Search our  Find a  Consultant database by service, business name, province or city, for even more of our members’ innovative digital solutions, to help municipalities simplify processes and find efficiencies! 

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Unused Technology Costs

How much does your organization spend each year on technology? Not just new technology but maintenance and subscription renewals as well?

 

If you’re a medium or enterprise-level corporation, it’s probably not an insignificant amount

 

For that matter, relatively speaking, a lot of small businesses can also point to technology as a good chunk of their operating expense

 

But now the more uncomfortable question…are you using all of that technology you’re paying for?

 

I was going through my invoices last week and realized that I’m still getting charged by our old hosting provider even though we moved our website to another platform several months ago

 

It’s a small monthly charge but, if I hadn’t caught it, who knows how long I would’ve kept paying those fees

 

Now imagine if that were to happen in a larger organization. Unfortunately, from what I’ve seen in large organizations, there’s not much left for the imagination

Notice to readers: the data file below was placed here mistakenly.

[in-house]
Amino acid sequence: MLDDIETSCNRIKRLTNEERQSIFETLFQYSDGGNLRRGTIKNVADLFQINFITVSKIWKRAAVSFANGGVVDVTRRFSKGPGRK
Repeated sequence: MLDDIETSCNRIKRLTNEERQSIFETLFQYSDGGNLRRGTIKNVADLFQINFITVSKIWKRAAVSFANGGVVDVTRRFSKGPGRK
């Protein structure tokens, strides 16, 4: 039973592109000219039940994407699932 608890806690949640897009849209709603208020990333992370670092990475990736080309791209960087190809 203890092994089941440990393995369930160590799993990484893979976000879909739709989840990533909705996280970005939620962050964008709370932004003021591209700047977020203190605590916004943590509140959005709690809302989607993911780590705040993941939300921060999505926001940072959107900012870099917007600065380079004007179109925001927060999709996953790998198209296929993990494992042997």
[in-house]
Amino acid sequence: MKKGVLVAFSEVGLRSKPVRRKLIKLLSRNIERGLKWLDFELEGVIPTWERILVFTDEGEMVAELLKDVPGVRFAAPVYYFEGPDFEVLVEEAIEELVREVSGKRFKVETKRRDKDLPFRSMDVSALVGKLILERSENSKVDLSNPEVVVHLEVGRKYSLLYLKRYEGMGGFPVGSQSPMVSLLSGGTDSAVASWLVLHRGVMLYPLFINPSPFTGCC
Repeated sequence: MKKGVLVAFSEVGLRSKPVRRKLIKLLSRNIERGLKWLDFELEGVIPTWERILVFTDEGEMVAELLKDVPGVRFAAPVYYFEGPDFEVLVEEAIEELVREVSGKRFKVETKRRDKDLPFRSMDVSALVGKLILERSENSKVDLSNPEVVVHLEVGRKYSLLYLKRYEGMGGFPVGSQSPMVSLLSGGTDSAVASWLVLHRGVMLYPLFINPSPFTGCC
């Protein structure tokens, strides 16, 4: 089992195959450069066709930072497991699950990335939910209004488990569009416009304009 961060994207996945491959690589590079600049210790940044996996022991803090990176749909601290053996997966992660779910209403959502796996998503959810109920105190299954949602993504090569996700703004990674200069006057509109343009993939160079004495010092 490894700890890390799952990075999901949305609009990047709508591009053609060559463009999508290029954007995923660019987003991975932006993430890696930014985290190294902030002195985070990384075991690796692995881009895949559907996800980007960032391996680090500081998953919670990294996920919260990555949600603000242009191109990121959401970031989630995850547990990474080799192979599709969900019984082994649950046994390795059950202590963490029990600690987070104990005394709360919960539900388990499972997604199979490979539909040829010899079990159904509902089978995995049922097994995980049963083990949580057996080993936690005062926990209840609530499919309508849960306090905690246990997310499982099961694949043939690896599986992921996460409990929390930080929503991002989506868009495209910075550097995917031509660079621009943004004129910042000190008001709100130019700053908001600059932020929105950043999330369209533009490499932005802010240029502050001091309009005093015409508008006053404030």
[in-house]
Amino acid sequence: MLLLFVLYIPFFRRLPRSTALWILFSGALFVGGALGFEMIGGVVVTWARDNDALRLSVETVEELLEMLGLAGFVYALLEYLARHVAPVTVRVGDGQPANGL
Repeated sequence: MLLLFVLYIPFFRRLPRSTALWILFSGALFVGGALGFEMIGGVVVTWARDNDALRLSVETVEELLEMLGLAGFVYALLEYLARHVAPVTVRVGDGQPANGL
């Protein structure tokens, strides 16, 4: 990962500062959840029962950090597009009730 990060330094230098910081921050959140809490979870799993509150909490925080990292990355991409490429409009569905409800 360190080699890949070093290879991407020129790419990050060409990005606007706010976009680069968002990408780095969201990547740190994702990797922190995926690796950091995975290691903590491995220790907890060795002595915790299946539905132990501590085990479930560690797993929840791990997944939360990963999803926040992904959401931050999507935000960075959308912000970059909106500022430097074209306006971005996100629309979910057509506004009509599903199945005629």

A few years ago, we were doing some consulting work for a client who’d heavily invested in a premier financial platform that was running on their on-premise servers

 

They’d paid seven figures for the initial license fee plus a year’s worth of consulting for customization, implementation and testing

 

And every year since they’d been paying close to six figures for annual maintenance

 

During our review we noticed two invoices our client had received from the same software supplier

 

One was for the annual maintenance, but the second one was for annual subscription fees